SECURE THE JOB YOU WANT & EXCEL
Your orientation period is over and you are starting to settle down in your new position. It’s now time to begin trying to make a difference to the success of your organization.
Here are some recommendations for doing so:
- Think through the question of which relationships inside and outside of the organization will be critical to your success. Start to cultivate and build these relationships to maximize the number of allies and supporters you have as a source of potential help in the future.
- A recent survey by a high-powered international headhunter, James M. Citrin, on what differentiated “extraordinary people from merely successful ones” found that extraordinary businesspeople spent 80% of their time doing their jobs and 20% doing work that was not required of them. Virtually 90% of these people also focused on the success of those around them and the overall TEAM at least as much as on their own success.
- Do not be afraid of making mistakes. As the saying goes, nothing ventured, nothing gained. Think of your mistakes as a learning experience. Organizations understand this. What they do not want to see are the same mistakes being repeated and people who are incapable of admitting their mistakes or taking responsibility for them. All organizations have to take calculated risks from time to time in order to succeed and prosper. The same applies to you but measure the risk before you leap into unknown territory.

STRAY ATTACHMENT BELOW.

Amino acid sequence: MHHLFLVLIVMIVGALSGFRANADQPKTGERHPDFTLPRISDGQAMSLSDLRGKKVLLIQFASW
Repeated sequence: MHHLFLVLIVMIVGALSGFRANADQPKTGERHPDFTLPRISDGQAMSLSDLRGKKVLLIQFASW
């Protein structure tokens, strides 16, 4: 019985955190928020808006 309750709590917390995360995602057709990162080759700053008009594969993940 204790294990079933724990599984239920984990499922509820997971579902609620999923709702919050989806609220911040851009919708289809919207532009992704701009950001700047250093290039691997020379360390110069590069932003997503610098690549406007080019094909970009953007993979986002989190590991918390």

- Familiarize yourself with the leading organizations in your industry or profession. Do the same with your organization’s local competitors. Determine what stands out about them and their practices in terms of their strengths and weaknesses.
- Start keeping track of individuals you meet or hear about who are really good at what they do both inside and outside of your organization. Think of them as potential internal and external resources or assets that you might need to call upon at some time in the future. The broader your network of such contacts, the better.
- Be prepared to admit it when you do not know the answer to a question. Say, “That’s a good question. I don’t know. I’ll get back to you with the answer.” And, do it as soon as you can.
At the end of this 60-day period, again seek feedback from your supervisor on how you are doing. Ask, “What should I be doing differently?” and “For you as my supervisor, what represents a touchdown or gold medal performance in my job?” Also, ask for suggestions on how you can better support the efforts of your entire work group and TEAM. Listen, do not argue.